I have been looking forward to visiting this library, as I had seen pictures of it in other publications, looking new and interesting, with a pool of shimmering water beside of it.
As I have a tendency to do – I walked out of the tube station and charged off round the water only to realise the stairs to the underground were next to the library’s entrance and I was walking the wrong way.
Once I had turned around and gone back I entered through the café which was brimming with people on this cold Monday lunchtime. Adjacent to the café is the ground floor area with an enquiry point, some self-service terminals, some “Quick Choice” books and a security guard.
I immediately saw the central wooden curved stairwell that looked very warm and inviting so up I went. The next level up had a really colourful block carpet which brought the place to life. There was plenty of book-stock, windows, staff, computers and readers.
The next floor up was a mezzanine of study positions around the stairwell/atrium. Most seats were occupied including some by older kids in school uniform. There were chairs with the built-in note-taking arm which were positioned in the windows. There were plenty of meeting rooms on the sides of the library, of various sizes. Several were in use and they must be a really handy facility for the community.
The library’s opening hours are good – opening until 8pm every weekday and opening on Saturdays and Sundays. The theatre is in the same building too.
The whole library was bathed in light but also full of nooks and crannies for people to settle in and study. The children’s library had several children in it, so I couldn’t take pictures, but I was able to take a picture of their boat.
Southwark Libraries don’t designate a central library and Canada Water may not be their largest, but it was well worth the visit! Here’s an interesting article in the Guardian from when it opened in 2011.
Mansfield Central Library is based in the corner of a shopping centre. There is a lobby downstairs with a desk and some self-issue machines, stairs and lifts. I wasn’t positive the Library was open as there wasn’t any activity in the foyer. Once upstairs I found a really modern library.
I loved the curvy bookcase set up that can be seen from the mezzanine. It helps section off the children’s area and local studies area. There were, what looked like, two grannies having a picnic with their grandchild on a table in the children’s area.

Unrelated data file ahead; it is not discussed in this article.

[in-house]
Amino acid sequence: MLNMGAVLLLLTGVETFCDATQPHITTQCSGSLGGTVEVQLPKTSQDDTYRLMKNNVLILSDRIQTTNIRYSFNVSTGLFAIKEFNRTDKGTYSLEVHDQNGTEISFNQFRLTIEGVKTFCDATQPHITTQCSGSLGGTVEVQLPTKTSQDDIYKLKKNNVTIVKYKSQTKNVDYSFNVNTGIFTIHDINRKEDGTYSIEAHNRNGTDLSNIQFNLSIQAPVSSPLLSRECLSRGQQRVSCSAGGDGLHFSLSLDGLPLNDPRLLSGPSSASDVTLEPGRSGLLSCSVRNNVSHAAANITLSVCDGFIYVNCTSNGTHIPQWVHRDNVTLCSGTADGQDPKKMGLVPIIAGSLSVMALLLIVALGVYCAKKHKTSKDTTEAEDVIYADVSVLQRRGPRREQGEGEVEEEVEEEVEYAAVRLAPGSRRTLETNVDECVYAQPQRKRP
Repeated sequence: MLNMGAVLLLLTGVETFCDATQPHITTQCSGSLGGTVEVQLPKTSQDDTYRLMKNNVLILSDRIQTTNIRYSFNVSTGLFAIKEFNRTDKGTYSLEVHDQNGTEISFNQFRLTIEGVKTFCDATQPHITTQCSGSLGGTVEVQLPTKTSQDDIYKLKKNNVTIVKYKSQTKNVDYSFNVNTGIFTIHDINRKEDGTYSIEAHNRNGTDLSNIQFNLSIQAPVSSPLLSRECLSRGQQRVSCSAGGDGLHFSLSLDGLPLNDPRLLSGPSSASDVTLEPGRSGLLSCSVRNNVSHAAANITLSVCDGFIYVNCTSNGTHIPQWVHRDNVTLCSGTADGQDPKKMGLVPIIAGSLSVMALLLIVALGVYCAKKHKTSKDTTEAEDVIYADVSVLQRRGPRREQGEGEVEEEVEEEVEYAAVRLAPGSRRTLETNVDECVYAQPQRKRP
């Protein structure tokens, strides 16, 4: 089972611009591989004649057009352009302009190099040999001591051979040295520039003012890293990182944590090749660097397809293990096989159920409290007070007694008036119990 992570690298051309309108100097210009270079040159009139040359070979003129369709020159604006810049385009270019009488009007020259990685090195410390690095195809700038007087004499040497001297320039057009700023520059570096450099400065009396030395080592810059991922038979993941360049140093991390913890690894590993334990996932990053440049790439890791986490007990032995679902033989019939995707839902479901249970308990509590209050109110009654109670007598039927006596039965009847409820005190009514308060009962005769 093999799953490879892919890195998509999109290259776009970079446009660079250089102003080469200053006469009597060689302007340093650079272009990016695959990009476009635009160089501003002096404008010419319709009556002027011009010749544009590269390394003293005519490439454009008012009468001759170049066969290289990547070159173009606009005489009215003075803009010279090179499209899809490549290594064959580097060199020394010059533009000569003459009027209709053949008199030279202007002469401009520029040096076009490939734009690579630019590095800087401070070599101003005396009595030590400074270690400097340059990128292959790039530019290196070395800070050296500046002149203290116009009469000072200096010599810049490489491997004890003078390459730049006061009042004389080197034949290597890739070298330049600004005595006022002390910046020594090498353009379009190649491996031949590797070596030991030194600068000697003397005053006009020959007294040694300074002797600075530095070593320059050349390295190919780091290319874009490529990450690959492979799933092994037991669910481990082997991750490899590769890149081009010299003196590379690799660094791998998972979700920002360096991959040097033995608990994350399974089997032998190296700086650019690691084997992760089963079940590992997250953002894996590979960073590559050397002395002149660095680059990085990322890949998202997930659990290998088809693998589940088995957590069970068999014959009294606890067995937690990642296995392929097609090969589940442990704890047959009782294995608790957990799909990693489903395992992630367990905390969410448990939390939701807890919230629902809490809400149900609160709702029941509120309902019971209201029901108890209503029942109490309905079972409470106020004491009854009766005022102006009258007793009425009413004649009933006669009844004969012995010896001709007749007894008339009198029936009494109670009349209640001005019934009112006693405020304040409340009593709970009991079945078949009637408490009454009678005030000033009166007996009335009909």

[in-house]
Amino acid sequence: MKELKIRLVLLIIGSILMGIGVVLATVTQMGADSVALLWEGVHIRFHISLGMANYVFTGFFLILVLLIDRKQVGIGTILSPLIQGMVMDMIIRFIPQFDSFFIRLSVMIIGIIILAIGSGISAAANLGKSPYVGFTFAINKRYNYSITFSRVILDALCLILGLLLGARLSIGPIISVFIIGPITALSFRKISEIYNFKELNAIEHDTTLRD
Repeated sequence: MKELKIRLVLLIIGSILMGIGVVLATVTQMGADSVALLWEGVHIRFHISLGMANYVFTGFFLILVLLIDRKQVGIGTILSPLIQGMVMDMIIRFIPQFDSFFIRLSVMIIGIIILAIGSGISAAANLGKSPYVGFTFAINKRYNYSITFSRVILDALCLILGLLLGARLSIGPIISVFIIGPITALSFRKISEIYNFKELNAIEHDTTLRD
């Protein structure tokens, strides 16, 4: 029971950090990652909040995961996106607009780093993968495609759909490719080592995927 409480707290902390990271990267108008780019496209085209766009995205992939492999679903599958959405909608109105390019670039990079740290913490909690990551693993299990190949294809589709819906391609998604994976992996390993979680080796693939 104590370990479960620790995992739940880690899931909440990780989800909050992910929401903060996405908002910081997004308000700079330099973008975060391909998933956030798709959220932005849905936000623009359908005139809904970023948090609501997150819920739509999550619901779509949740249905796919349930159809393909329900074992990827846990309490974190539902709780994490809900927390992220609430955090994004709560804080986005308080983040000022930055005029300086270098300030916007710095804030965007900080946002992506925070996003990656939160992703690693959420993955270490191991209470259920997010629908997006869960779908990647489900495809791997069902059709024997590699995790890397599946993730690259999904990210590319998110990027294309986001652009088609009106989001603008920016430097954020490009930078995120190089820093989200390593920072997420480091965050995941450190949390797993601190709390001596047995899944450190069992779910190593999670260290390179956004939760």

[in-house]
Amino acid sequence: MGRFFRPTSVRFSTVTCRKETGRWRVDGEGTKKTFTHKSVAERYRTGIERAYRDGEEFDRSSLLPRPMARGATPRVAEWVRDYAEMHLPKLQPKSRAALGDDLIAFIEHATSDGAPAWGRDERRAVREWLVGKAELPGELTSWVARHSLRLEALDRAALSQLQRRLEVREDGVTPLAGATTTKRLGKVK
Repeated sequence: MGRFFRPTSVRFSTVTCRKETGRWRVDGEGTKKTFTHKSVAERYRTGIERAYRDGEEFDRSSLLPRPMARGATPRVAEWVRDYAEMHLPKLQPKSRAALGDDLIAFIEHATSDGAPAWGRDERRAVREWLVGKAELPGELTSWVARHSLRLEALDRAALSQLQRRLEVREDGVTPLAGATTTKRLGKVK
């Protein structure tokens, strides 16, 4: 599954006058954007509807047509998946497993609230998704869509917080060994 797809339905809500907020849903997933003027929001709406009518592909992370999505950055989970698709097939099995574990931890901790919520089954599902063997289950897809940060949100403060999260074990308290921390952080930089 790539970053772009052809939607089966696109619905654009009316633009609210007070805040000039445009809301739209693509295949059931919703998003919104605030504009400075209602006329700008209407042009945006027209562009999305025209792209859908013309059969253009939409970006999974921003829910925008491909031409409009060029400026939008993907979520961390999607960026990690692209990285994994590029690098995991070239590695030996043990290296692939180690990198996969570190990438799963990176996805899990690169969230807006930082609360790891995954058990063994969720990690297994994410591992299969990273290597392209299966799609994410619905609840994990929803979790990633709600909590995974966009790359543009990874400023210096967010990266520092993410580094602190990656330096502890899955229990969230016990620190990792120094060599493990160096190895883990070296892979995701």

The mezzanine above was great but empty of readers. There was another floor above that which was gated off but looks like it is probably used for events.
The need for two security guards wandering around was worrying.
Derby Central Library was built in 1879 but has come under threat recently (Guardian, 27 July 2016)
The library shares the building with a museum and art gallery but they were closed on the Monday I was visiting. However within the library there is a gallery if you look up of old shop-like items.
The library was very busy, loads of stock, security guard, teenage section. All the computers seemed to be in use but I think there may have been a job club running.
It reminded me of Islington because whereas there I noted that the ornate plaster work and cornicing was all painted turquoise, in Derby it’s all painted a deep red.
The Central Library is nestled in amongst the shop fronts and is the Central Library and Contact Centre. The ground floor has some fiction and the children’s area but there are three more levels above. It is a bit of a rabbit warren with two sets of stairs.
A very impressive music section. Staff and help points on every floor. The children’s area doesn’t feel large enough for the city’s population. There’s a local studies area and an exhibition area which is a large square room. The exhibition area felt a bit empty at the time but had displays about the First World War round the walls.
Even though it’s a Monday morning on a warm day the desks were packed with readers.
Rudimentary study booths had been created by sticking display boards between the one- person desks that were by the window but they were very popular.
Security guard, lift, self-issue. The signs outside were green but inside there are blue wooden bookcases with red signs.
Would benefit from some investment.
I have one word – turquoise.
Islington Central Library should have been a short walk from the tube but I went the wrong way – twice. When I found it I entered from a modern entrance on the side street but it is actually quite an old building (built in 1906) on Holloway Road.
The end of the bookcases were covered in fabric, possibly to make them also function as noticeboard. The fabric was turquoise. The library is on three floors: lending library on the ground floor, children’s library on the second floor and reference on the third floor.
An area of the ground floor has a full height ceiling which is ornate but at some point the detailing has been painted – turquoise! And again on the third floor.
There were plenty of people in the library, studying, looking through the books and on the computers on the ground floor and in the reference library. There was a security guard sitting in the reference library watching over the computer users.
These types of signs look decidedly old fashioned now:
The children’s library on the 1st floor looked really good but it had automatic doors so I didn’t feel I could go in as I didn’t have any kids with me. It had a more modern colour scheme so I can only assume that it has been refurbished recently.